File this under: you never know and . . . what’s the harm in experimenting?



by Jock Elliott, KB2GOM

Ever since Thomas (our Maximum Leader) posted the latest DX Central MW Challenge, I’ve been curious . . . what could I hear if I gave it a shot?

Habitually, I get up early, between 4 and 5 am, so I decided to give it a try. Conventional wisdom is that, if you want to do AM (medium wave) DXing, you need a hot AM radio with a big ferrite bar, like the CCrane 2E . . .

Wanna guess what radio and antenna combo acquitted itself pretty well?

My old ham rig, an Icom IC-706 MkIIG, (which I wrote up here), hooked to my 50-foot wire indoor antenna, the horizontal room loop (which I wrote up here).

This AM’s listening, from my home outside Troy, NY, produced:

1170, WWVA — Wheeling, West Virginia
1180, WHAM — Rochester, NY
1200, Talk 1200 — Boston
1210, WPHT — Philadelphia

Now, before you hard-core AM DXers get all up in my face — Hey, I could hear those stations on the fillings in my teeth! — I’ll simply say that I get a kick out of hearing a distant station . . . any distant station . . . even it’s just a few hundred miles away. Sure, it’s not the astonishing stuff that Paul Walker and Gary DeBock accomplish, but to hear that faraway signal, crackling through the airwaves does me good.

Bottom line: you don’t need the latest and greatest optimized-for-the-task gear to give something a try . . . and you just might really enjoy it!

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10 thoughts on “File this under: you never know and . . . what’s the harm in experimenting?

  1. Luke

    I remember some 10 plus years ago I used to love AM DXing in my work car. I remember one day after work, late at night (I worked swing shift) I was faced North in my car and was parked outside of our office filling out forms or something. A very faint station came in, but I was able to get an ID. It was a AM station out of Chicago, over 2,000 miles away (I was in Oregon).

    I tried moving the car forward a bit to see if I could get a better signal, but I lost it. I then moved back and got it again, but I was able only to hear it at that one spot……give or take a few inches, ever again. Odd huh?

    1. Jock Elliott


      Odd and cool at the same time.

      On occasion, I’ve had the experience of a long drive in the middle of the night, pulling in distant stations to keep me company.

      Cheers, Jock

  2. Mario Filippi

    Jock, this challenge is an excellent idea and thank you Thomas for posting it.

    Many of us, in our larval stages, listened to radio for the first time via a small, 9 volt battery powered transistor AM broadcast radio tucked under the sheets with us at night. An earphone plugged into the radio gave us privacy and prevented siblings from hearing unwanted noise at bedtime. That’s when we heard distant stations from around the country fading in and out and marveled at the magic of radio.

    AM BC band radio endures today, along with the ability to receive stations from hundred of miles away is just as exciting as it was in many decades past.

    1. Jock Elliott


      I love it . . . larval stages!

      I can remember listening to distant stations under the covers . . . with a germanium diode radio. This was high adventure for a 10-year-old boy!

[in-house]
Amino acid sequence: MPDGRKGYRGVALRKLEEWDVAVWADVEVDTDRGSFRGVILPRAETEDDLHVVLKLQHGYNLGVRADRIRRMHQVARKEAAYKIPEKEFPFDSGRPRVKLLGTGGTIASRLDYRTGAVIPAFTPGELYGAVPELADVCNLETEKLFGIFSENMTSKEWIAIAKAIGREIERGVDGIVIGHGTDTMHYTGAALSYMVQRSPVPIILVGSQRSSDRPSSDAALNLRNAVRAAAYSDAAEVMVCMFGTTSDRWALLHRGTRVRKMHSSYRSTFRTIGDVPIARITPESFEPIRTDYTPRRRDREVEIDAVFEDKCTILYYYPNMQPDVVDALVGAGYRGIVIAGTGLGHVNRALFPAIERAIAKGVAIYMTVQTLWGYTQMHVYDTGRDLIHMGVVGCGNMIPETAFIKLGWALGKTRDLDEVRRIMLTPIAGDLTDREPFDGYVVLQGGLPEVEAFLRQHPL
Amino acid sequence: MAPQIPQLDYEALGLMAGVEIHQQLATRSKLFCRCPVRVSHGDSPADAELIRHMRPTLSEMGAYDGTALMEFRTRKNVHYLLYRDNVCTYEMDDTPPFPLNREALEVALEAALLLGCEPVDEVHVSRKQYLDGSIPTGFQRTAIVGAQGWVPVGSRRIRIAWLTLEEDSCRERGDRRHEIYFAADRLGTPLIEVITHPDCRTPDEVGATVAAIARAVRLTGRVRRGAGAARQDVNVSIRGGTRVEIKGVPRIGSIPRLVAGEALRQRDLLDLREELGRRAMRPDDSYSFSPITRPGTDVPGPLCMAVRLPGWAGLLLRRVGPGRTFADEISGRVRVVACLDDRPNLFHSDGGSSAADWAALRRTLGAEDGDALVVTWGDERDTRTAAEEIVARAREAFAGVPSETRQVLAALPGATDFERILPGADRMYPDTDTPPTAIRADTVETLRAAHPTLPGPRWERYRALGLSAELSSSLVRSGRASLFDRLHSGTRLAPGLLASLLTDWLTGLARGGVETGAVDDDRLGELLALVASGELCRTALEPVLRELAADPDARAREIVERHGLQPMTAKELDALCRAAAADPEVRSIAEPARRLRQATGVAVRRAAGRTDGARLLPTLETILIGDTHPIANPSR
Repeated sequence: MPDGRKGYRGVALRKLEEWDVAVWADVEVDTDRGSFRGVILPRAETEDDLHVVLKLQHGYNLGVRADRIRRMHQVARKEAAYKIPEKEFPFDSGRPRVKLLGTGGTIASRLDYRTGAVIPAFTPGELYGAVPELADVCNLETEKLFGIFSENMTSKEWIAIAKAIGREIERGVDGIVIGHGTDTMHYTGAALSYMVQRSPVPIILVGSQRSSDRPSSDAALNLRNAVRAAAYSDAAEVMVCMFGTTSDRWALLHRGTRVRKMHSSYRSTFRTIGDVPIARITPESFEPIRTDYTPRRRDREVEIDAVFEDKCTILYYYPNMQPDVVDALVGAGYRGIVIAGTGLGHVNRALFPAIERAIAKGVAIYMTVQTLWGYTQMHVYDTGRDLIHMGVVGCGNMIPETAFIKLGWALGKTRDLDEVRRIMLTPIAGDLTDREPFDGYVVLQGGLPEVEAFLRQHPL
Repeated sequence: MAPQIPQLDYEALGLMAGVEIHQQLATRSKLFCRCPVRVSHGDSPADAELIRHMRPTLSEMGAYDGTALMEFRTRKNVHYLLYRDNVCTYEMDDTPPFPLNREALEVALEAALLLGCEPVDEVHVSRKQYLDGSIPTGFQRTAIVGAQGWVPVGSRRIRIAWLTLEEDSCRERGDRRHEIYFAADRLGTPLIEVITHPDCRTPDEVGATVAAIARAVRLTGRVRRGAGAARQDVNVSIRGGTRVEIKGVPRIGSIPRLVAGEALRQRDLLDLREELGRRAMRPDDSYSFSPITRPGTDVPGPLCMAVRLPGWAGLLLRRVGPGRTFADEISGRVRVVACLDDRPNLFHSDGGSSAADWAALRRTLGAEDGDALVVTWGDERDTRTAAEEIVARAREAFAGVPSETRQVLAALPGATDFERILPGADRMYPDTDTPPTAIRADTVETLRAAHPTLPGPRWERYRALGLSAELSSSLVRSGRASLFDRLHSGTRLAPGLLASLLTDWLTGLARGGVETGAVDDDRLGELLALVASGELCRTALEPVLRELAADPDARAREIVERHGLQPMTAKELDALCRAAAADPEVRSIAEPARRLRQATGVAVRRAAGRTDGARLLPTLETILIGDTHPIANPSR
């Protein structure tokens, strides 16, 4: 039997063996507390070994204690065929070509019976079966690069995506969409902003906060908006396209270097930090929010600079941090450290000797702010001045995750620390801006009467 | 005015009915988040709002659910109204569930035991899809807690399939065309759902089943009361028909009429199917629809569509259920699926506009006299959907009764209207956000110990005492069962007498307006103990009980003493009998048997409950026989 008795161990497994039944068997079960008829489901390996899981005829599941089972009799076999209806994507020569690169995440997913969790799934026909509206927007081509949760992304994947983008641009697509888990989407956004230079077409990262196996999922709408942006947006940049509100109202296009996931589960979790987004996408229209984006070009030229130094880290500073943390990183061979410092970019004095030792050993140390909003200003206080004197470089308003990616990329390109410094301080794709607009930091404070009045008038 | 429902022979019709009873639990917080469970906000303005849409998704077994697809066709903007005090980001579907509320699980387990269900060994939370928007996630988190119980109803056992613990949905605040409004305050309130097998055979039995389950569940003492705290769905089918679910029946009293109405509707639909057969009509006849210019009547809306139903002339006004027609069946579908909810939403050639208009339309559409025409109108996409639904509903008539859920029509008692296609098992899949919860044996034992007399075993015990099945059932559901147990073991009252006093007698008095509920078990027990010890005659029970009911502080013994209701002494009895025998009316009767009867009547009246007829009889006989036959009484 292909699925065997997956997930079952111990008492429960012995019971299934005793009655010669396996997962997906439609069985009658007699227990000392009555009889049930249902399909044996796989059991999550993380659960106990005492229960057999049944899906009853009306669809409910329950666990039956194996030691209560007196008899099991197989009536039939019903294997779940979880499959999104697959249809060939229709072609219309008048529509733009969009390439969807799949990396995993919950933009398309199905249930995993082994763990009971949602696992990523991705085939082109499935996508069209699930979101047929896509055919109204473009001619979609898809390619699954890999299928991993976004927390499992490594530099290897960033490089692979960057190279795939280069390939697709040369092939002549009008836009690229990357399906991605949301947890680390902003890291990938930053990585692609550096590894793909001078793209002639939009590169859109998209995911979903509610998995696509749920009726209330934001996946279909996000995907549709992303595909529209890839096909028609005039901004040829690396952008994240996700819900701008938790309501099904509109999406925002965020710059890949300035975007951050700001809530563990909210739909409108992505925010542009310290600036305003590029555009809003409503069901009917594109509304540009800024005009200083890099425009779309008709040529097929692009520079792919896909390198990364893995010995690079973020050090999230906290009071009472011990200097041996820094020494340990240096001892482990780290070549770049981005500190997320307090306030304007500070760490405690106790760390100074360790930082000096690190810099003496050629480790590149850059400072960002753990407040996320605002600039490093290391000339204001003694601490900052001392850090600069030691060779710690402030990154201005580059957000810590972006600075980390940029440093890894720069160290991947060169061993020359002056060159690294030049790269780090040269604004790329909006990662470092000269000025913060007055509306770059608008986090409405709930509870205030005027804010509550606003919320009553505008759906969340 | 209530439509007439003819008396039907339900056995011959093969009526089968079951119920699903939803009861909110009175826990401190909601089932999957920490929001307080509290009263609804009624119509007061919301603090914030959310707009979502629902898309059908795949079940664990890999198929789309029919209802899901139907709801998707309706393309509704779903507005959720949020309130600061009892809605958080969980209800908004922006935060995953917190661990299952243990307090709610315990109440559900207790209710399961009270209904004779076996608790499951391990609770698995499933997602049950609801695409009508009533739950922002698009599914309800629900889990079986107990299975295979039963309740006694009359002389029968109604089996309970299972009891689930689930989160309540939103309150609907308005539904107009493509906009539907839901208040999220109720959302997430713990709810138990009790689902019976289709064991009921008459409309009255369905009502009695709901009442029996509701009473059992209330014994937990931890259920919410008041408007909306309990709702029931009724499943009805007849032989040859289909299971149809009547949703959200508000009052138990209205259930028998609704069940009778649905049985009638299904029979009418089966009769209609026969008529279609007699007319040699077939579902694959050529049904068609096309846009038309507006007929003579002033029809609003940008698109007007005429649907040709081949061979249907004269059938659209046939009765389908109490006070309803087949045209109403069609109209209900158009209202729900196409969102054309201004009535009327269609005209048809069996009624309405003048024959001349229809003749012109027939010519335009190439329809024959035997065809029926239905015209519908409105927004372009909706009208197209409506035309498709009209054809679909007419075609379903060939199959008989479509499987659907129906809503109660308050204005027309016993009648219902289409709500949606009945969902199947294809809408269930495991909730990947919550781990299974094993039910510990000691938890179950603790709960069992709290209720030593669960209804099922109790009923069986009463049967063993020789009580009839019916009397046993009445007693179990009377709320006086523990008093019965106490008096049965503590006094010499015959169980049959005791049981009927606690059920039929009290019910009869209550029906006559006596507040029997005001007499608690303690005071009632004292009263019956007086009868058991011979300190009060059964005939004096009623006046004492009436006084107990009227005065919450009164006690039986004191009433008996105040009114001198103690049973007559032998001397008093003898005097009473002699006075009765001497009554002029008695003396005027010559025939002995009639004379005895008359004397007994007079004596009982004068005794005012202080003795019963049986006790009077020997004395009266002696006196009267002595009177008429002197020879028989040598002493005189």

And, yes, radio is STILL magic.

      Cheers, Jock

  3. Jake Brodsky, AB3A

    When driving on highways at night or just before sunrise, I have several Stations among the buttons on my car radio. Examples include WSM (650), CFZM (740), WWVA (1170), WBZ (1030), and so on. I choose my stations, usually for content. Saturday nights, I’ll make an effort to hear WSM’s Grand Ole Opry. Friday nights (after midnight) I attempt to listen to Ziggy’s Midnight Blue and Sunday evenings Big Band Saturday Night on CFZM.

    WSM has a great bluegrass program from 6 AM Eastern (5 AM Central) for about a half an hour. I don’t always get a clear signal from any of these stations, but when the Geomagnetic field is quiet, I usually hear them pretty well.

    1. Jock Elliott


      Thanks for your comments!

      The first time I heard Earl Scruggs, it was like being struck by lightning (I was already a guitar player).

      Now, 50 years later, I play 5-string banjo and “Scruggs-pick” a 12-string guitar. I share your enthusiasm for bluegrass.

      Cheers, Jock

  4. Robert Gulley

    AM DXing holds a very dear place in my heart. I started my radio hobby over 50 years ago chasing AM DX after the Reds game was over, with my little transistor radio hidden under my pillow (wasn’t supposed to still be awake!).
    My cousin is to blame – I saw his radio shack one day (he was a ham of course) and after that I started chasing AM DX and then shortwave DX after I convinced mom to buy me a shortwave radio with money I had saved up.
    Fast forward all these years later, still love the chase with a portable, but have also used an Elad SDR to record the whole swath of the AM band one night when signals we exceptionally good. Wow!! Another thrill to see at a glance the hundreds of stations coming in. It was a snapshot of the whole AM band all at once, about a half- hour’s worth of recording, if I recall. Then you play each catch back on the Elad software.
    I have recently moved to a much quieter location, so I can’t wait for winter to chase AM DX here, as well as things even lower.

  5. Sam

    I enjoy DX Central’s MW Challenges. Once or twice with each weekly challenge, I get up a little earlier, get the dog walked, put on a pot of java lava and man the SDR controls. From my desk, I have an eastern view and the sun rises can be gorgeous. This, in the hope of catching something new or something my routine early evening listening is missing.


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